Gerald Lovell (b. 1992) is a self-taught painter based in Atlanta, GA. Born in 1992 in Chicago, IL, to Puerto Rican, and African American parents, Lovell began his career as an artist after dropping out of the graphic design program at the University of West Georgia, realising his need to embrace a new creative path. Attuned to the inherent struggles of his chosen medium, Lovell uses his artistic practice as a means to self-discovery and self-articulation while careful not to subject his subjects to fictitious narratives. His work has been featured in exhibitions at The Gallery | Wish, Atlanta, GA; the Hammonds House Museum, Atlanta,GA; Mason Fine Art, Atlanta, GA; and Swim Gallery, Los Angeles, CA.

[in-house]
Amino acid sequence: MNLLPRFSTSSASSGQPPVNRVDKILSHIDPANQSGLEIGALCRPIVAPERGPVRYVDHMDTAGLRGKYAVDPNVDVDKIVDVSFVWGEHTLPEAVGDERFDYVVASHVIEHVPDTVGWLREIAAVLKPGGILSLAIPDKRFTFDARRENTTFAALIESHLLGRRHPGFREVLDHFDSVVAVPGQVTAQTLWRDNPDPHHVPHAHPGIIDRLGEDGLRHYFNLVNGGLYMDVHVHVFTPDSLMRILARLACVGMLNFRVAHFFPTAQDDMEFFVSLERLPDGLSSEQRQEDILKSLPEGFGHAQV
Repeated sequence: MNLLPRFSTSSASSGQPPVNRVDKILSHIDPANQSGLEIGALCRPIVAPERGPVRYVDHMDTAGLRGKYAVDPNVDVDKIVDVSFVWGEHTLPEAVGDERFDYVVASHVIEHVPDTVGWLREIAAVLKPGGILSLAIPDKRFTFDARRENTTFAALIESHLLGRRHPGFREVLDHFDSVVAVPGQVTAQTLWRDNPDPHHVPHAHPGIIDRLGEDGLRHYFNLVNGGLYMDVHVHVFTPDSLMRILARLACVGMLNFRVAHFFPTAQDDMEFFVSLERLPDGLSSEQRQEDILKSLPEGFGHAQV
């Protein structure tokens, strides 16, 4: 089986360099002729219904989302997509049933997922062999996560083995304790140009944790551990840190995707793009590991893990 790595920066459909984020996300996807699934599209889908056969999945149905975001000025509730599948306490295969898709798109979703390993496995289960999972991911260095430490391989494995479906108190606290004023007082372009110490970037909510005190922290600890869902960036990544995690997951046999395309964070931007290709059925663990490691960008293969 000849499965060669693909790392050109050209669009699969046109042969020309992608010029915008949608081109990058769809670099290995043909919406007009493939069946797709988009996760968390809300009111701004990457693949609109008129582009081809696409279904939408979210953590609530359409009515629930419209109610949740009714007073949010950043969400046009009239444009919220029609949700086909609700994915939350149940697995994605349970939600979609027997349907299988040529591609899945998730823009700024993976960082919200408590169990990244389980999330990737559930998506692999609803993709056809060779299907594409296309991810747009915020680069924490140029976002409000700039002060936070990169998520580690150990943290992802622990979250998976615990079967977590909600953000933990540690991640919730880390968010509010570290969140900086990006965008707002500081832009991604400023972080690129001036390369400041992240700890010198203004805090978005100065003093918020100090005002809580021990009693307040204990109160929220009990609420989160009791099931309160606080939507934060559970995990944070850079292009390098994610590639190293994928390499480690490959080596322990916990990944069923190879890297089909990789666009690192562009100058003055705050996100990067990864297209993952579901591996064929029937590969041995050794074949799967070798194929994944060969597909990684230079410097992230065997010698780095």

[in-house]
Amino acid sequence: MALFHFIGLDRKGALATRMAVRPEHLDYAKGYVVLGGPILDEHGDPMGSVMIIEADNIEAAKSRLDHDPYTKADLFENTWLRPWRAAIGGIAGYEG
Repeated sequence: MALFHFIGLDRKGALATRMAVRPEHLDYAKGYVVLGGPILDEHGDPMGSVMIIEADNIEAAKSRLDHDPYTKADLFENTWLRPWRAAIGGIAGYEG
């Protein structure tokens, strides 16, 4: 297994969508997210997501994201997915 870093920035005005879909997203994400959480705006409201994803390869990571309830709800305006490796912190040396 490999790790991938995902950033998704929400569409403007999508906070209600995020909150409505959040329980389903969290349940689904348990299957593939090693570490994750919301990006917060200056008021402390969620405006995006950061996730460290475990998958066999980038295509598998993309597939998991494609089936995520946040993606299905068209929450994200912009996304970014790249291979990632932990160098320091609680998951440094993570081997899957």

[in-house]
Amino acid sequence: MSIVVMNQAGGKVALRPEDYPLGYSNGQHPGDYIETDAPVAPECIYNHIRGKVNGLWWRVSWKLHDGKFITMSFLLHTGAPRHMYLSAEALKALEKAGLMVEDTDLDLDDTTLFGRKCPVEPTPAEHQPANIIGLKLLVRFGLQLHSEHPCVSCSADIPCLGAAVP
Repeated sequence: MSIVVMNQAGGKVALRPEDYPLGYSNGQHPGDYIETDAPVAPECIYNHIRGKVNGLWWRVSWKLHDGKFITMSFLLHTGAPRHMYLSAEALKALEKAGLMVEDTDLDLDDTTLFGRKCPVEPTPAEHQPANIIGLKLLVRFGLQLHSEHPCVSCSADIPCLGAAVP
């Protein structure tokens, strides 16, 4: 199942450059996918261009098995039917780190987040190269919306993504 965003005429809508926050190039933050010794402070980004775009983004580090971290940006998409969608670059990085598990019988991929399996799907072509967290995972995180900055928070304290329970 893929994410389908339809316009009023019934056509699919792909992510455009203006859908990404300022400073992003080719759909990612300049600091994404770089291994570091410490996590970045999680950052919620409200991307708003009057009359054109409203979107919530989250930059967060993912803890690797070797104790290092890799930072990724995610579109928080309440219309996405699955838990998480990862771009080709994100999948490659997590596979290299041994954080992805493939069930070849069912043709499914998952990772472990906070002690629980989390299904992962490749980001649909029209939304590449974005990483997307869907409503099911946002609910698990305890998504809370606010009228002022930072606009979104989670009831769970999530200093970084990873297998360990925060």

Reba Maybury (b. 1990) is a writer, political dominatrix and lecturer. She is the founder of Wet Satin Press and, in 2017, she published her first novella Dining with Humpty Dumpty. She teaches a program in subversive thinking at Central Saint Martinson the Fashion Masters. Her work has recently been exhibited at Paramount Ranch with Shoot the Lobster (2016); Karma International, Los Angeles (2017) and Gavin Brown's Enterprise, New York (2018) as a part of Putting Out which Maybury curated with Taylor Trabulus. She has performed readings at Cleopatra's, New York; Bridget Donahue, New York; Donna Huanca's Studio, Berlin; The Community, Paris; Schloss, Oslo; Royal College of Art, London; Claire de Rouen, London; HER, London; and Fanfare x NXS, Amsterdam.